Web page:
To enter SpeakEasy Stage at the Calderwood Pavilion in Boston’s South End for the venue’s Spring musical is to enter an Irish pub in a successful search for good craic. The word is pronounced “crack”, which is one reason you don’t hear anyone in the States ask, “where’s the craic”, as the Irish do when they’re looking for an entertaining way to pass the time. But if you can give yourself over to the Gaelic way of understanding the word, well you’ll be all right, then at Once, the story of Guy and Girl who meet on the streets of Dublin and make beautiful music together.
As the audience searches for their seats, a merry ensemble cast made up of ten triple-threat talents plays jaunty tunes, dances jigs, and lends a general air of convivial fun to the scene. All that and good acting, too, in this Tony Award-wining play based on the motion picture, with music and lyrics by Glen Hansard and Markéta Irglová. Playing through April 8 at the theater located at 527 Tremont Street, Once is the romantic and wistful love story of a lonely and recently heartbroken Guy. He’s artistically blocked in his music and about to set down his guitar forever, when he meets Girl on the streets of Dublin. She’s an immigrant, a Czechoslovakian powerhouse who didn’t come all the way to Ireland to let people she first finds, and then believes in, quit.
Guy, played with a melancholy air by Nile Scott Hawver, is a lost soul, questioning every decision he’s ever made in his life. Why bother to play music? Why does he still live with his father over the vacuum repair shop? (Yes, the obvious jokes about sucking are made.) What is he doing in this world? This is quarter-life crisis stuff, and could grow quickly tiresome if Hawver didn’t let the audience see in fits and starts that somewhere under all that hang-dog is someone who once had dreams. It’s two steps forward and one step back for Guy, but Hawver keeps us pulling for him rather than letting us become exasperated by Guy’s occasional backslide into a place of stuck.
Girl, an accomplished pianist without a piano of her own, enters Guy’s life as a whirlwind of hope and determination. “Where do you get your energy?” Guy asks. “I’m a single mother,” Girl says. “We are a special breed.” Mackenzie Lesser-Roy delivers this and many lines with perkiness, but that’s not all that Lesser-Roy brings to the role. Underneath, she shows us a Girl with a strong resolve that is alternately ascribed to her upbringing (“I am always serious. I am Czech”) and her obligation complications, revealed to the audience hint-by-hint. In just five days, Girl becomes Guy’s muse, a positive force who changes his life for the better. Ultimately, though, she is a muse and a force who cannot make herself fully available to him.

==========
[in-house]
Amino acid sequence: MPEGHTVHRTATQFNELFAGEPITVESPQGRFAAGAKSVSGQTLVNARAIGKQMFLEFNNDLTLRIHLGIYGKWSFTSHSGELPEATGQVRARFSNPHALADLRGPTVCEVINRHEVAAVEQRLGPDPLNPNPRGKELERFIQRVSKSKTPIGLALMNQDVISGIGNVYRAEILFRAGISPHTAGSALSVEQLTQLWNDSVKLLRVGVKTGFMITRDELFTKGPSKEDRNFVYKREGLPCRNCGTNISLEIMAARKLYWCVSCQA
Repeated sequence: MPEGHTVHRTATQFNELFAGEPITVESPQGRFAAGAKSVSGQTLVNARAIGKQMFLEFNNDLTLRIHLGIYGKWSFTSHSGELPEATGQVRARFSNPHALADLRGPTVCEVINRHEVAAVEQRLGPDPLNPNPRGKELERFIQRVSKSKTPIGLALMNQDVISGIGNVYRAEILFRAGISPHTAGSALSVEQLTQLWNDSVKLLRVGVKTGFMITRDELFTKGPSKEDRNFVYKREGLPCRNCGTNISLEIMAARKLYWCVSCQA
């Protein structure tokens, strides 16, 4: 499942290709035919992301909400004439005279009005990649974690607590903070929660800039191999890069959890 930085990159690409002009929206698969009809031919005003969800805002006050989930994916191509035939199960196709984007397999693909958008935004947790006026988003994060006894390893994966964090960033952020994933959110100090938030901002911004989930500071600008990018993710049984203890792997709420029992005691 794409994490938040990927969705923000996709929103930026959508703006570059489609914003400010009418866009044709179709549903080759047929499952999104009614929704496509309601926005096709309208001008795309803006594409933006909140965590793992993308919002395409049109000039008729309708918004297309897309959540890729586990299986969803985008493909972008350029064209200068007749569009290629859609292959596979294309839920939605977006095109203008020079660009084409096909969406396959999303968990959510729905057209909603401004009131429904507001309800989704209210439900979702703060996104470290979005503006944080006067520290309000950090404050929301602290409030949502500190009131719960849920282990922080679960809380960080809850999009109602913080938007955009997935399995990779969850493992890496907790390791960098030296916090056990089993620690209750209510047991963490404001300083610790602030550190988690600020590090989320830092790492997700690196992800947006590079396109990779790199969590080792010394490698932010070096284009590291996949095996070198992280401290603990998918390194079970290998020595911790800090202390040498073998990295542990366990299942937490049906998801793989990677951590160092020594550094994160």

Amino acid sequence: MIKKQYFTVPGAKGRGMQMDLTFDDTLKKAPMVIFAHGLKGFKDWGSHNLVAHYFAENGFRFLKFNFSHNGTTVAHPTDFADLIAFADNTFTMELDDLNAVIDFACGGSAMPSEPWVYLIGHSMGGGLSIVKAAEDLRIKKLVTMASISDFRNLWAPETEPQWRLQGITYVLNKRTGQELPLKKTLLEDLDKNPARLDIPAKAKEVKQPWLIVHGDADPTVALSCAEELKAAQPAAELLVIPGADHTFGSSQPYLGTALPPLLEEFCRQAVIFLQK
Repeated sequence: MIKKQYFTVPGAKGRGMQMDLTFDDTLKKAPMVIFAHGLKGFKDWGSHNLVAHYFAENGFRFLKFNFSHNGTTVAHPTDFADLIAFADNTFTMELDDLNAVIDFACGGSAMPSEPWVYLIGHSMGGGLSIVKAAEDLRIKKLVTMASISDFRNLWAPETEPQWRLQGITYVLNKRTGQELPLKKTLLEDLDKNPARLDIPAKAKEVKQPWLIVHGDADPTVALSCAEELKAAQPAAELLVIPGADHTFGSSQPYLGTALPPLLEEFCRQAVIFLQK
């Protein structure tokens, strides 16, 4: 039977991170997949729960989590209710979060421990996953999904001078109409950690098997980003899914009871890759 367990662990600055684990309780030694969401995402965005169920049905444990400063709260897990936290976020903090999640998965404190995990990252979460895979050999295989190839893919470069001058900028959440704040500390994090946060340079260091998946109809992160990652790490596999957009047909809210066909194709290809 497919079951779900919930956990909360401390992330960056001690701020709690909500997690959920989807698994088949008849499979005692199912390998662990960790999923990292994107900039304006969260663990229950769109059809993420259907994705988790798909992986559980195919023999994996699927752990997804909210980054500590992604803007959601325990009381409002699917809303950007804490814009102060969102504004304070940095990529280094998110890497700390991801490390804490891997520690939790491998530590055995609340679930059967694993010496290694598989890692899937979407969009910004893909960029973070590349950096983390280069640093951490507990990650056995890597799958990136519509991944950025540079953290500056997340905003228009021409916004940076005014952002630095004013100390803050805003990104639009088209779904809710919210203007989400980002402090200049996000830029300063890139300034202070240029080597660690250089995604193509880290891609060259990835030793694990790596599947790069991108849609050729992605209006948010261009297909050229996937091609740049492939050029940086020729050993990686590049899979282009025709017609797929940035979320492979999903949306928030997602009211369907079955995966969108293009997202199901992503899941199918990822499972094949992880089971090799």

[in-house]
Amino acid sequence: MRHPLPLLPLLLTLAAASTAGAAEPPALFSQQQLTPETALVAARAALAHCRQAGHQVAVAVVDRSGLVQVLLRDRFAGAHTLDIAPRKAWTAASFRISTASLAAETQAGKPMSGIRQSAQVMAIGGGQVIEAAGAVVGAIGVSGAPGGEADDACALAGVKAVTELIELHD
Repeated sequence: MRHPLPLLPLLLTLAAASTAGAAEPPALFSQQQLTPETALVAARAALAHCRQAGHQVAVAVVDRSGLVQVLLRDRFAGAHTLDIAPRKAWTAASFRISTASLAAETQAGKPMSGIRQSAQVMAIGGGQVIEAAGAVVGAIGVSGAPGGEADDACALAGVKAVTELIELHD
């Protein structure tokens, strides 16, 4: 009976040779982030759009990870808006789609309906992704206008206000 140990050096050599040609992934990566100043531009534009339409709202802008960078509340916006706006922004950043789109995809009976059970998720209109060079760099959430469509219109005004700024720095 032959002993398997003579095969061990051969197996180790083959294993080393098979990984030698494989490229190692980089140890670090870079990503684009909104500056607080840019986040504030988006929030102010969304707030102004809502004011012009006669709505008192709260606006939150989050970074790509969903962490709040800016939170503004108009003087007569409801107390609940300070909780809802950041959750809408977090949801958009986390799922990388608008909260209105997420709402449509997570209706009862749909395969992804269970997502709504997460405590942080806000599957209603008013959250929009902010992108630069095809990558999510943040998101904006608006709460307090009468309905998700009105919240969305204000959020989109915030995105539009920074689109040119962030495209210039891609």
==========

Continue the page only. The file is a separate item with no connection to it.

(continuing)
But the ones that we love aren’t the ones that love us…
And that’s love according to piano shop owner Billy, played with fire and emotion by Billy Butler who is sometimes a marshmallow, sometimes long-suffering, and sometimes fighting-Irish bombastic. Marshmallow Billy lets Girl play piano in his shop, just so that he can occupy the same space as her. Resigned Billy tells Guy, “You’re a love thief. I respect you for that.” Selfish Billy kicks the whole band out of his shop when they are rehearsing for the big recording studio date. He even calls the banker (played by Jeff Song as a skeptic with a heart of gold and an artist’s soul) financing the venture a wanker. Yep, banker the wanker. It’s got a certain ring to it.
It all adds up to a musical love story with a thread of melancholy that runs throughout. It’s the classic scenario: Guy meets Girl. Guy is transformed by Girl. Guy loses girl, never having gotten her in the first place. Then Guy crosses the pond, because like they say in that other little play, Hamilton, “In New York you can be a new man.”
Similar to SpeakEasy Stage’s last Spring’s musical, Bridges Over Madison County, love asserts itself as the most powerful force in the world, but due to life circumstances the characters are able to harness only part of that power. What’s that old story about Einstein saying we productively use only 10% of our brain? If that’s true, is it also possible that we properly channel only 10% of the love inside us? If so, as far as I can tell the other 90% sort of runs wild, or disappears into the ether, or explodes in seemingly unrelated ways, which is largely how love goes in this play.